During the U.S. election process, Joe Biden made that statement that President-elect Barack Obama would be tested with an international crisis, opening the door for nations to cause strife throughout the world. In time since that comment, Israel was forced to defend themselves against radical terrorists and Russia closed off gas lines that transported vital gas to other countries. However, there have been some – including China, North Korea and Iran – who have not begun their tests.
For many years, Iran has been wanting to be a part of the elite who are armed with a nuclear arsenal. With holding a high level of influence in the Middle East, it would come as no surprise that a nuclear armed Iran would quiet the numerous tensions in the area. So, one would then ask how could they quiet tensions.
At YaleGlobal, Arch Roberts Jr. offers an answer in saying:
[quote]The model Iran may follow is China, which pursues a policy best described by Jeffrey Lewis and others as “minimum deterrence.” Apart from fielding the largest army in the world, China maintains perhaps 200 nuclear weapons and declares a no-first-use policy. China enjoys a level of respect and consideration Iran's leaders have never enjoyed, but to which the logically aspire.[/quote]
Certainly this concept of “minimum deterrence” could be Iranian president Mahmoud Ahmedinejad's agenda for his country. As proud and as ancient the nation of Iran is, they have continued to be a subject of Western meddling. In so much that, during the election process, Obama made clear he would be willing to negotiate without preconditions with the Iranian government over its nuclear ambitions. Certainly, this communication would be an understanding that a nuclear possessing Iran would be to avoid conflict through deterrence.
As far as communication to this point, Iran has been able to communicate one thing: They are within 6 months to a year from obtaining enough enriched uranium for nuclear weaponry.
How has Iran obtained fuel for their uranium enrichment program?
Mr. Roberts at YaleGlobal says:
[quote]The fuel for its first nuclear reactor at Bushehr [was] provided by Russia, with a requirement that spent fuel, full of weapons-usable plutonium, will be returned to Russia. Plans for future reactor construction are well in the distance. So the non-bomb uranium Iran has produced to date has no purpose besides that of a nuclear “breakout” option: kick out the inspectors, run the uranium through the centrifuges several more times, work on missiles and other delivery means, and finish up with a couple of bombs.[/quote]
With Iran diligently working toward acquiring enough enriched uranium, and a newly elected Barack Obama, communication lines seem more important than ever before. As Iran looks to be the most important problem the Administration faces, the people of Iran are communicating one thing: They want international integration rather than isolation.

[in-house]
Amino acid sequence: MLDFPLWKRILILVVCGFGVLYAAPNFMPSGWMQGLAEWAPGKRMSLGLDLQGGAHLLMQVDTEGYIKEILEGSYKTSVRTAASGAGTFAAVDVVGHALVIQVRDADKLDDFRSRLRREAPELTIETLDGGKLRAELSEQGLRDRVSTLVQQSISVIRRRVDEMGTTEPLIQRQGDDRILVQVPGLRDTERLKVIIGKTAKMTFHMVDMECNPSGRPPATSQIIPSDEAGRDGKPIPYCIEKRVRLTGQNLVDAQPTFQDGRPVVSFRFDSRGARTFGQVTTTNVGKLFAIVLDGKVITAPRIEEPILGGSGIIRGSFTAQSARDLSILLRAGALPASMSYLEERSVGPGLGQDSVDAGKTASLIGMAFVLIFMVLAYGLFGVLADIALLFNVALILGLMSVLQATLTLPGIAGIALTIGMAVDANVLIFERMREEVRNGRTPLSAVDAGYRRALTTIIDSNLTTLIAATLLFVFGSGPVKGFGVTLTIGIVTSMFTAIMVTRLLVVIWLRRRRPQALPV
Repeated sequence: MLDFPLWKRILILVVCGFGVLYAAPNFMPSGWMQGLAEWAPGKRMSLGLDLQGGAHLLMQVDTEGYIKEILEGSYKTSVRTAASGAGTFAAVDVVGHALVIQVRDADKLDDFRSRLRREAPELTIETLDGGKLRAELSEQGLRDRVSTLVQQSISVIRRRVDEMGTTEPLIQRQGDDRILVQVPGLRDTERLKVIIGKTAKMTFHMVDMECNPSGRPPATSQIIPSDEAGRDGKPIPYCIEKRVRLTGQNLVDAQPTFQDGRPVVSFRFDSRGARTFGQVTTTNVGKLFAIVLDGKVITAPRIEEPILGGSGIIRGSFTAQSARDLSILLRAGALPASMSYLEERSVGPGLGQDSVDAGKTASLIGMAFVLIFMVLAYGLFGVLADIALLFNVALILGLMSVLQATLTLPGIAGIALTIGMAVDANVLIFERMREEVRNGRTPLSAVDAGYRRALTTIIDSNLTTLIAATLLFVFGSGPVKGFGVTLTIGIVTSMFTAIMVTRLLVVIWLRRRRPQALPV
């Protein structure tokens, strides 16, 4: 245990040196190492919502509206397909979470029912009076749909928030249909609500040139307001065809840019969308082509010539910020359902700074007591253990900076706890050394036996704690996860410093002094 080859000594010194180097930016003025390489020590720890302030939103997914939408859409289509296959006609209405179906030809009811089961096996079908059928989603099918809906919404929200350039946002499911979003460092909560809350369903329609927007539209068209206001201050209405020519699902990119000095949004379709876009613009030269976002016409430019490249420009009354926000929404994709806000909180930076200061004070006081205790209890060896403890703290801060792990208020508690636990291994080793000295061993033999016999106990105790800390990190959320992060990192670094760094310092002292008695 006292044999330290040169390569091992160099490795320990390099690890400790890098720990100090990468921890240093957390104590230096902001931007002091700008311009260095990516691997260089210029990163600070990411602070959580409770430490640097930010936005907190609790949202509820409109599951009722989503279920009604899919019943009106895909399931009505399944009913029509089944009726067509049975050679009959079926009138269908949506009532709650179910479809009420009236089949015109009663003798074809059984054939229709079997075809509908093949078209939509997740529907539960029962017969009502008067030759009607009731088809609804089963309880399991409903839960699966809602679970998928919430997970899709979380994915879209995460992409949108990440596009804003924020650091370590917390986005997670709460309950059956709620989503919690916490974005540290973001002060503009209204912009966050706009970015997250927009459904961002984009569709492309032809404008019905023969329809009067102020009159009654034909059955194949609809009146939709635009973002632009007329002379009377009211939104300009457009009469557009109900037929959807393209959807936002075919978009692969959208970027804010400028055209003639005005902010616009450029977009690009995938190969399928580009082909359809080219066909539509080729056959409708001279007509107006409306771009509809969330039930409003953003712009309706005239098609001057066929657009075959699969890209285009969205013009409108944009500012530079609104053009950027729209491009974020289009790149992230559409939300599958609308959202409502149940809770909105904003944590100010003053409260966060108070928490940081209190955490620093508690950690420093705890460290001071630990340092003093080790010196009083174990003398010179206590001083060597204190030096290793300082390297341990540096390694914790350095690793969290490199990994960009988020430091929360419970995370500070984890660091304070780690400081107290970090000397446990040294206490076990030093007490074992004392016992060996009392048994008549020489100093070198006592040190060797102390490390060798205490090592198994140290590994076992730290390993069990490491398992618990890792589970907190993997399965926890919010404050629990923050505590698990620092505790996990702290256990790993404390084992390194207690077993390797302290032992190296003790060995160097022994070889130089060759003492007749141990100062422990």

As the culture of Iran feels threatened by globalization, one way to open talks with Iran would be to provide external assistance to drive reform internally. Diplomatically speaking, this approach would put much needed pressure on Iran from within. As Reagan was influential in bringing down the wall, Obama could bring a voice to the people of Iran that they have never experienced before. Iranians need greater opportunity to interact with the international community, as history has shown that people-to-people exchanges have served as the backbone of the promotion of democracy.
If Iran was to adopt a more democratic society, its influential stance in the Middle East would be heightened beyond measure and would be on a more equal playing field with larger nations such as Russia, China and the United States. These nations have gained super status, not by making unattainable sanctions, but by taking a step-by-step approach. By attaining a higher position, Iran must also adopt a give-and-take approach.
In a give-and-take step-by-step take on things, this is not by any means an answer to all the problems that Iran and the U.S. may encounter, but a more diplomatic way of things. Far too many people forget that the people of Iran are the ones affected. A major level of success for the incoming Administration, like the Reagan Administration, must take firm but diplomatic approach.
 [url=http://yaleglobal.yale.edu/display.article?id=11793 t=_blank]http://yaleglobal.yale.edu/display.article?id=11793[/url]
 [url=http://www.securityaffairs.org/issues/2008/15/berman.php t=_blank]http://www.securityaffairs.org/issues/2008/15/berman.php[/url]
 [url=http://www.securityaffairs.org/issues/2008/15/denehy.php t=_blank]http://www.securityaffairs.org/issues/2008/15/denehy.php[/url]
 [url=http://www.brookings.edu/papers/2009/0105_middle_east_memo.aspx t=_blank]http://www.brookings.edu/papers/2009/0105_middle_east_memo.aspx[/url]